“My mother was diagnosed with incurable lung cancer. I made a comic strip about it.” The idea: combine the art with the medicine.
For internist and bioethicist Michael Green, a book entitled Maus was a revelation.
The graphic novel, winner of a Pulitzer Prize in 1992, depicts American cartoonist Art Spiegelman interviewing his father, a Polish Jew, about his experiences as a Holocaust survivor. Spiegelman drew the Jews as mice, the Germans as cats, and the non-Jewish Poles as pigs.
“It just sort of blew me away,” says Green, a professor of humanities and medicine at Penn State who’s been interested in art and comics his entire life. “I couldn’t believe that such a serious subject as the Holocaust could be dealt with so effectively” by comics.
He then discovered medically themed graphic memoirs with titles such as Mom’s Cancer-“My mother was diagnosed with incurable lung cancer. I made a comic strip about it” author Brian Fies writes on his website-and Cancer Vixen by Marisa Acocella Marchetto. “The idea came to mind,” says Green, “that this [graphic memoirs] could be used for a course.”
While he couldn’t find any like-minded physicians in the United States, he did find a website for Ian Williams, a general practitioner in North Wales who’s also a printmaker and painter and a member of the Royal Cambrian Academy of Art.
“I wanted to find a way of combining the art with the medicine, so I took an MA in medical humanities,” Williams says. “I thought that I would end up writing a thesis on some sort of medical art.”
But then he, too, came across Mom’s Cancer, in the Tate Modern Bookshop in London. “I realized that I had been reading a lot of graphic novels and wondered if there were others that featured medical themes. I found lots. That’s when I realized I could write about medical narrative in graphic novels. It was kind of a Eureka! moment.”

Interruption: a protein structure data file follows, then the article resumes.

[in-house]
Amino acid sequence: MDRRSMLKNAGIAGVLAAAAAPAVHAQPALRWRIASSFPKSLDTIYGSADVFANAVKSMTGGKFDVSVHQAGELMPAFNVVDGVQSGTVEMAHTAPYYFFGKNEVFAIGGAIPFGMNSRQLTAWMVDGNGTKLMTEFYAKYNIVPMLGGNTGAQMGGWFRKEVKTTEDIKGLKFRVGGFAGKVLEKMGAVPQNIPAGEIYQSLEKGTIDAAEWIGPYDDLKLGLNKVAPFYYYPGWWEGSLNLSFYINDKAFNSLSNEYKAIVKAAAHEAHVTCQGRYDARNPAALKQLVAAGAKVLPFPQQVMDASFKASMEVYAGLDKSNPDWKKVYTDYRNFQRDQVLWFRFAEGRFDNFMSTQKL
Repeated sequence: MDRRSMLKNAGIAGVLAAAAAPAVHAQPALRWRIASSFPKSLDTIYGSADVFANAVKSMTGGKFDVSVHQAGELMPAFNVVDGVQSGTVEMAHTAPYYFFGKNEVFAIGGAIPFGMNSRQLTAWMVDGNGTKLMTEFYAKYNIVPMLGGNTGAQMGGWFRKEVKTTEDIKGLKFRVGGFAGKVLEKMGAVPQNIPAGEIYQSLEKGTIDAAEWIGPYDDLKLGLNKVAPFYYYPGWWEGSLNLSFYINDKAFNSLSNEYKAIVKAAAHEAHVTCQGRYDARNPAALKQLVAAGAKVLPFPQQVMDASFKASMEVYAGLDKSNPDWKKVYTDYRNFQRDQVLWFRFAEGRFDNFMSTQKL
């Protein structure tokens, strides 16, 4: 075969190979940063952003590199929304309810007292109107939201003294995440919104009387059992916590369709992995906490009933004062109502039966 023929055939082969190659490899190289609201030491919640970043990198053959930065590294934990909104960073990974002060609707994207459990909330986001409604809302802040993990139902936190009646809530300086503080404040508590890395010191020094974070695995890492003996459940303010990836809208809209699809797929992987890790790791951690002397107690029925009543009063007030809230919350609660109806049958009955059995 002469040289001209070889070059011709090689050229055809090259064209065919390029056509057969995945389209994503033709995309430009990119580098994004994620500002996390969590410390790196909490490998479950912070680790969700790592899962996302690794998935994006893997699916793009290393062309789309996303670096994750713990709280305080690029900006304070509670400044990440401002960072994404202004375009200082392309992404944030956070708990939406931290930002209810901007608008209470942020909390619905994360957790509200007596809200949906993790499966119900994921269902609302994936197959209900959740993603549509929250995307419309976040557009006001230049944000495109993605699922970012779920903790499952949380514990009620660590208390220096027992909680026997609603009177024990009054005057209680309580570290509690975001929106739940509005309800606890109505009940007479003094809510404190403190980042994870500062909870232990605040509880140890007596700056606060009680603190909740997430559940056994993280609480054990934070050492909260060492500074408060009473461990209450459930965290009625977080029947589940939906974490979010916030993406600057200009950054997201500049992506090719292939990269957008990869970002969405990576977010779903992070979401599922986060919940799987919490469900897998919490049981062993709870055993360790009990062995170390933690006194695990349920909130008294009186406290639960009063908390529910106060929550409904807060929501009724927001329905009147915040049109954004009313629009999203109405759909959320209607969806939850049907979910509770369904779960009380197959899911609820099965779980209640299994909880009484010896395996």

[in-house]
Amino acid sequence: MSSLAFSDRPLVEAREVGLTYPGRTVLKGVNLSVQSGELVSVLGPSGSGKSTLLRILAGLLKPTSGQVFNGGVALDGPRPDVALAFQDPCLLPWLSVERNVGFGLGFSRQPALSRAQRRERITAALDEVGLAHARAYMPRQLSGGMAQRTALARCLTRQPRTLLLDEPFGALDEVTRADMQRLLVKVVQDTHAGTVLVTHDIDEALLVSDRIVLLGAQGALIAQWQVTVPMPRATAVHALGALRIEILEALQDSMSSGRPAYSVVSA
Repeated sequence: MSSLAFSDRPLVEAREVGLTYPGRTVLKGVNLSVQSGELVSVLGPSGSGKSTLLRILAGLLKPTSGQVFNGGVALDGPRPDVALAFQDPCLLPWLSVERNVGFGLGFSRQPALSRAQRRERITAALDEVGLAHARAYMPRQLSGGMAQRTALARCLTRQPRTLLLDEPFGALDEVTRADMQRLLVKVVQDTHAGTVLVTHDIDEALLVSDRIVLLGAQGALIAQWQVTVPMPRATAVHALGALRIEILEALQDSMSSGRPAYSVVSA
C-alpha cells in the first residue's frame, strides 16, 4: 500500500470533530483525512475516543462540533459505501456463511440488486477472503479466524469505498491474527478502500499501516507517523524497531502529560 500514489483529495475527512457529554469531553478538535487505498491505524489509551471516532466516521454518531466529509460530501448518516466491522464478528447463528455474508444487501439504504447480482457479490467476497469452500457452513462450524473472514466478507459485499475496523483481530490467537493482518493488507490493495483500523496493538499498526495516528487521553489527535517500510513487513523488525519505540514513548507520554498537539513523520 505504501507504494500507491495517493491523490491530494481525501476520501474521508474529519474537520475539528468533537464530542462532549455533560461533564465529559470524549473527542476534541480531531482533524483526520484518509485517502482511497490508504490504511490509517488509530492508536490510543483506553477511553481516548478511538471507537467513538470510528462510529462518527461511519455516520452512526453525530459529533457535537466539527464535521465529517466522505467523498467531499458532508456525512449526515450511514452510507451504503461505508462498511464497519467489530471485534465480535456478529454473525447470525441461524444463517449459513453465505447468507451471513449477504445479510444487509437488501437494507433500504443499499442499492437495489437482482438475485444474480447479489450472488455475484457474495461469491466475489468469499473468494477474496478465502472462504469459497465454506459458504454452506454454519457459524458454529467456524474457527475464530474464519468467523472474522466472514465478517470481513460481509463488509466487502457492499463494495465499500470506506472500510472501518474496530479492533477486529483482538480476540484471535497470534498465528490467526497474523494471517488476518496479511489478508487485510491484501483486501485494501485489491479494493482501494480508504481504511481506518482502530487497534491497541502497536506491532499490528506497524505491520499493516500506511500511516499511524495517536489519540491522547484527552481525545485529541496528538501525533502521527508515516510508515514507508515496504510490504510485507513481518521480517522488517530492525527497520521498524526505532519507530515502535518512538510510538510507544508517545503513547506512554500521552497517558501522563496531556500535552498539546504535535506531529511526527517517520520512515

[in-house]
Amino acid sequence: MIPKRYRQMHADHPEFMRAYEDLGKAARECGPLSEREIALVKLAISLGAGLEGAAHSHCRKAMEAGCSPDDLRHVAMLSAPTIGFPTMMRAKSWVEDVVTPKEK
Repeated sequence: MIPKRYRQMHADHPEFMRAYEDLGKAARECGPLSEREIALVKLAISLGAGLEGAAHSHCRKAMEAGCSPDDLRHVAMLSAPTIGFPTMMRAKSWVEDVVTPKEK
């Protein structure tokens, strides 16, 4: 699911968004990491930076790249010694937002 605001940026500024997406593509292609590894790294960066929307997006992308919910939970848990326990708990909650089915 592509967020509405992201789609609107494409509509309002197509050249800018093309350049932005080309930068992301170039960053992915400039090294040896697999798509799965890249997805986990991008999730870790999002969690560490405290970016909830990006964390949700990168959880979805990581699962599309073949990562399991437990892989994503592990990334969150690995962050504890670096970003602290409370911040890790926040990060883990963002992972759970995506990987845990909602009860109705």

Williams launched the Graphic Medicine website in 2007, and he and Green, who was one of the first people to get in touch with him through the website, have helped organize several international conferences on the subject. The 2014 conference will be held in June at Johns Hopkins in Baltimore.
This is the fifth year Green has taught a course on comics and medicine to fourth-year medical students. Williams teaches a similar course to medical students at the University of Manchester.
“I think it helps them appreciate different points of view,” Green says of his course. “You go to medical school, and you learn the point of view of the doctor. You don’t often get an understanding of what it’s like to be a patient who has to deal with these types of problems.”
But why not just read conventional memoirs of illness without any illustrations? “Something magical happens” when you use both words and comics to tell a story, Green explains. “You can have multiple narratives happening at the same time.” And, he says, “With comics, you show things rather than talk about them.”
For example, Fies uses 10 panels in Mom’s Cancer to portray his mother’s absence seizure. Her eyes fade from black to white to illustrate her lapse in consciousness, while the background darkens to reflect his sister’s growing concern about their mom, bald from chemo.
“I’m primarily interested in graphic novels and comics as reflective reading for health care professionals; as a medium that can impart the subtleties of the patient experience or the professional experience,” Williams says. “My main recommendation is that anyone interested should just read as many of these books as possible.”
Or try creating one.
Williams’ graphic novel, The Bad Doctor, is to be published next June by Myriad Editions in the United Kingdom. Green, who describes himself as an aspiring photographer and watercolorist, has written comics but not yet illustrated one. “Missed It,” based on a case that still haunts him, appeared March 5 in the Annals of Internal Medicine.
“I’ve got a bunch of ideas in my head,” for writing as well as illustrating a comic, Green says. “Part of the challenge is to figure out how to realize what’s in your head and turn it into something that you like when it’s on the paper.”
But you don’t have to be a trained artist to illustrate comics, says Williams, citing a website called “xkcd” (described as “a webcomic of romance, sarcasm, math, and language”) that was created by someone with a physics degree. “If you can draw a stick figure,” Williams says, “you can make a comic.”